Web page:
The San Jacinto mountains jump up to 9,000 ft with great views and cool weather.


I was still tired when I awoke in the morning at 5 but my feet felt a million times better.  I ate the breakfast I bought at the market the night before and took one last shower for a while.  I was out the door at 6:30.

One of the alternate routes around the fire closure left town right in front of the inn.  I took the roads they indicated for just over a mile then took a 2.5 mile trail that led to a parking area and another 2.5 mile trail to the actual PCT.  This parking area was full and swarming with people.  It also had a ranger at the trail head… who wanted to see my permit… which i did not get a chance to print yet.  I tried to show her the PDF, but there was no cell service, so we couldn’t read it from the email.  Then I checked downloads and voila, there it was.  But unfortunately I had only downloaded the cover letter and not the permit itself.  Grrrrr.  She was about to make me go back to town to print or download it when at the last minute I guess she felt sorry for me since it was obvious that I had one, I just couldn’t show it to her.  So instead she made me attend her impromptu leave no trace course right then and there.  Five minutes later I was headed up the mountain… With 50 other hikers… And another 50 coming down.

Honest to goodness trees on honest to goodness rock strewn trails.

These roots could give the AT in Maine a run for their money.

It was quite crowded up there but after about five miles I guess we passed the interesting stuff and the crowd died down.  I had flashbacks of Yosemite and the crowded trails.  The trail was steep, but the breeze was cool.  This was a textbook high mountain trail. and I could feel the effects of the higher altitude.  It did not help that I now had a fully resupplied pack from town.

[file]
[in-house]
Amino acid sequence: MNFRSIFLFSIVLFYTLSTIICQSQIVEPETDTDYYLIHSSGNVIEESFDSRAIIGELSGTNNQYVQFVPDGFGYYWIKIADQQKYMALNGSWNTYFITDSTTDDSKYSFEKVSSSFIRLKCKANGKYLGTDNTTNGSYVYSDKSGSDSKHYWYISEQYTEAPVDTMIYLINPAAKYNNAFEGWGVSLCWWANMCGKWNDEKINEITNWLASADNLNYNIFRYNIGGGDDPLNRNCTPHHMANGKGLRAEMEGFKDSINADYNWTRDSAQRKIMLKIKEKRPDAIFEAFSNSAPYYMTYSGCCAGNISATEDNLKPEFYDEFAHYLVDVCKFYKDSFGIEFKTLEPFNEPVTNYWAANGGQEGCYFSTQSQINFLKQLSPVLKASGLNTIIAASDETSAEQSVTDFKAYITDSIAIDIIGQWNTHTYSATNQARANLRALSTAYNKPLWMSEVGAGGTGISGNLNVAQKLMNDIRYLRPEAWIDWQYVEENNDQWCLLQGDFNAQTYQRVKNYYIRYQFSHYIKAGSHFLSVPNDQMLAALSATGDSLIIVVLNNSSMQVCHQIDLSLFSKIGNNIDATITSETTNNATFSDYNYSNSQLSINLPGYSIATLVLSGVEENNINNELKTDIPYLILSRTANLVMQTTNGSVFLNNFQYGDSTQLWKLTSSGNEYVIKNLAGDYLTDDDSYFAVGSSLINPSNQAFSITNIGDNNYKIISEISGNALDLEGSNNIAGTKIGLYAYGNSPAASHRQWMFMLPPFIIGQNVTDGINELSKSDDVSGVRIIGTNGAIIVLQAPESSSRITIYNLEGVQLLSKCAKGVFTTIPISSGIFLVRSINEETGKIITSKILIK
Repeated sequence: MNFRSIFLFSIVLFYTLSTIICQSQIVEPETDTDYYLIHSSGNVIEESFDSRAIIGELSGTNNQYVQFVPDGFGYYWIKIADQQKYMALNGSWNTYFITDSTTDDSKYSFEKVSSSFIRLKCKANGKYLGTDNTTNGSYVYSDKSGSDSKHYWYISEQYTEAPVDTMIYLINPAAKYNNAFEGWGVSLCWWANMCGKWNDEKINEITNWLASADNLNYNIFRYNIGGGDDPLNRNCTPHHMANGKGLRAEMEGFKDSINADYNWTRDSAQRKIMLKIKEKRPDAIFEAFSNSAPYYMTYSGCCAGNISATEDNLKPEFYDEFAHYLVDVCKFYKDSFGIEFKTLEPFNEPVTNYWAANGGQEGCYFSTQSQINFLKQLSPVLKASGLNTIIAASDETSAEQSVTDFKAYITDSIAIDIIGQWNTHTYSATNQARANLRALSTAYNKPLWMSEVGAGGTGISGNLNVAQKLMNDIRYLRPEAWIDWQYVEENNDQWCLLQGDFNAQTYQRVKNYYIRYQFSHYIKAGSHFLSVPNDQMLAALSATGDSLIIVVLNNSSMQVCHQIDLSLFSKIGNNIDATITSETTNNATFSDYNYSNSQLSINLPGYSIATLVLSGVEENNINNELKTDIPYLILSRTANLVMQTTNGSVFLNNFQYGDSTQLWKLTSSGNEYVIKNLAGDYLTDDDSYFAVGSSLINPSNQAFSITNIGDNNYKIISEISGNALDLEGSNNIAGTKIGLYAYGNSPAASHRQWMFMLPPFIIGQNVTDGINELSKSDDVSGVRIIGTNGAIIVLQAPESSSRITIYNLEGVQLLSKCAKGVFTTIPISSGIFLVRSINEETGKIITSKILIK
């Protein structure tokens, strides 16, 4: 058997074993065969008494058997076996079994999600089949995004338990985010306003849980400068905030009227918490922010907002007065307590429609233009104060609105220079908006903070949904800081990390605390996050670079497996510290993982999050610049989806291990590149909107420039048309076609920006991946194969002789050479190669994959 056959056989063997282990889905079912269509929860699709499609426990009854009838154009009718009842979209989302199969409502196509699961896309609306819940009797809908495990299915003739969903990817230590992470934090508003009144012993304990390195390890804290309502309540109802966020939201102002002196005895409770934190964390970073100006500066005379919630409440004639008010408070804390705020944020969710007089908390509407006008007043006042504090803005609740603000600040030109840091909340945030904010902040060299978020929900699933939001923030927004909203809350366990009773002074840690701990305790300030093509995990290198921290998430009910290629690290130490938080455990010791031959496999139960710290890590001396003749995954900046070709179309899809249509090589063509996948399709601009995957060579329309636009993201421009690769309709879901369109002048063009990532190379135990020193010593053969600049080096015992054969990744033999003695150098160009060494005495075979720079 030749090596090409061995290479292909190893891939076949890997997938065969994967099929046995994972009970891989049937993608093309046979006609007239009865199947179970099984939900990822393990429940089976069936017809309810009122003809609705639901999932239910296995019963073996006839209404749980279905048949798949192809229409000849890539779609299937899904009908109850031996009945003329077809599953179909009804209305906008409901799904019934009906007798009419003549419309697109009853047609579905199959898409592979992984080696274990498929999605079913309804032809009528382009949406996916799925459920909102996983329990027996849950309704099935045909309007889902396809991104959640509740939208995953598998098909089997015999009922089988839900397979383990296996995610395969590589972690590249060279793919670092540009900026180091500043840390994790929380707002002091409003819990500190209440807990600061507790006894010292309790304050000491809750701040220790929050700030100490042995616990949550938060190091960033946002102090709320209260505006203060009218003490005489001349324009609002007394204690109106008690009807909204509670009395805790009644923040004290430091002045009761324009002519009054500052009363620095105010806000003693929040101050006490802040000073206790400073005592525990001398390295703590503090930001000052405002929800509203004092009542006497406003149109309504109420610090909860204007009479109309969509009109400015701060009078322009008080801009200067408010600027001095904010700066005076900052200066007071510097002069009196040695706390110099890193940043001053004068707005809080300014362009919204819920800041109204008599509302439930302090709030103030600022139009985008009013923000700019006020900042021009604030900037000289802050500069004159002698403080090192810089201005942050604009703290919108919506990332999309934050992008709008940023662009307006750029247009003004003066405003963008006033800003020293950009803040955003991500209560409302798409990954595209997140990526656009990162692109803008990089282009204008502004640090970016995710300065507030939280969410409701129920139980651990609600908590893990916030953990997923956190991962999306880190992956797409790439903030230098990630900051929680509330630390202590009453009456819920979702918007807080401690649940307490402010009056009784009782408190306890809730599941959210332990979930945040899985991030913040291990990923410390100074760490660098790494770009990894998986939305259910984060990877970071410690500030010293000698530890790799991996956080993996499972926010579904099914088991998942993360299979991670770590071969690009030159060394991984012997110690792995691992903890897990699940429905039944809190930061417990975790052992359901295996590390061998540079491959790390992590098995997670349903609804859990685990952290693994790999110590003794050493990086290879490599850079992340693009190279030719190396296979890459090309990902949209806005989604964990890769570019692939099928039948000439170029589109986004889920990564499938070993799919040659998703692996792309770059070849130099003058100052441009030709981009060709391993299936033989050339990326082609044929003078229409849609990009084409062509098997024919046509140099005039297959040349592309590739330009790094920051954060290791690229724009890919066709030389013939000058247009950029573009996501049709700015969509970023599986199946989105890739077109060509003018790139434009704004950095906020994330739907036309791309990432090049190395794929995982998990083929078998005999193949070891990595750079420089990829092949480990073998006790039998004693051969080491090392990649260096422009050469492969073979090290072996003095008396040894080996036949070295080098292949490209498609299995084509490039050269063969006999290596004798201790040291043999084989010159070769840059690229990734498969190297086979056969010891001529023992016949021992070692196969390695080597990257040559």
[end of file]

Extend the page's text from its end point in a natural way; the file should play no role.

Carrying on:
I probably saw only ten other people the rest of the day.  One person I did see again was Robin, from Switzerland.

We hiked together a little and stopped for lunch and to fill up on water at the last source for the next 20 miles.  I loaded up 5 liters and drank as much as I could before setting out.  I wanted to make about another ten miles so I could be within striking distance of I-10 tomorrow.

I caught up with Robin by lunch time and we hiked the rest of the day together.

The best part of the day it that it was not hot.  I did not even use the umbrella once all day.  There were tons of huge ponderosa pines, too.  We topped out at about 9000 ft and I could tell the air was thinner.  Most of the morning and afternoon was climbing and it felt like I had no juice all day long.  In the late afternoon is was nearly all downhill and fairly easy.  The trees have given way to desert again, but there are still a few trees for shade.

Hikers have placed pine cones in these interesting erosion pockets in this large boulder. It looks like a Christmas display or something.

A wind farm far off into the distance.

Being this high up there was an abundance of cool breezes and plenty of shade to go along with the great views.

We have another fire closure coming up and thus is a big one.  I think we will miss close to sixty miles or trail just because there are no alternative trails in the area.  We will end up having to take buses to get to Big Bear Lake as best we can.  It’s too far to road walk.

I am hoping to make the 17 miles to I-10 in one shot in the morning to avoid the heat.  It’s then a 5 mile road walk to catch the first bus from the Morongo Casino.  I hope I can finish this all before the buses quit running, otherwise it we will be scrambling to find a hotel in Sacramento.  I better get an early pre-dawn start to make sure I have enough time.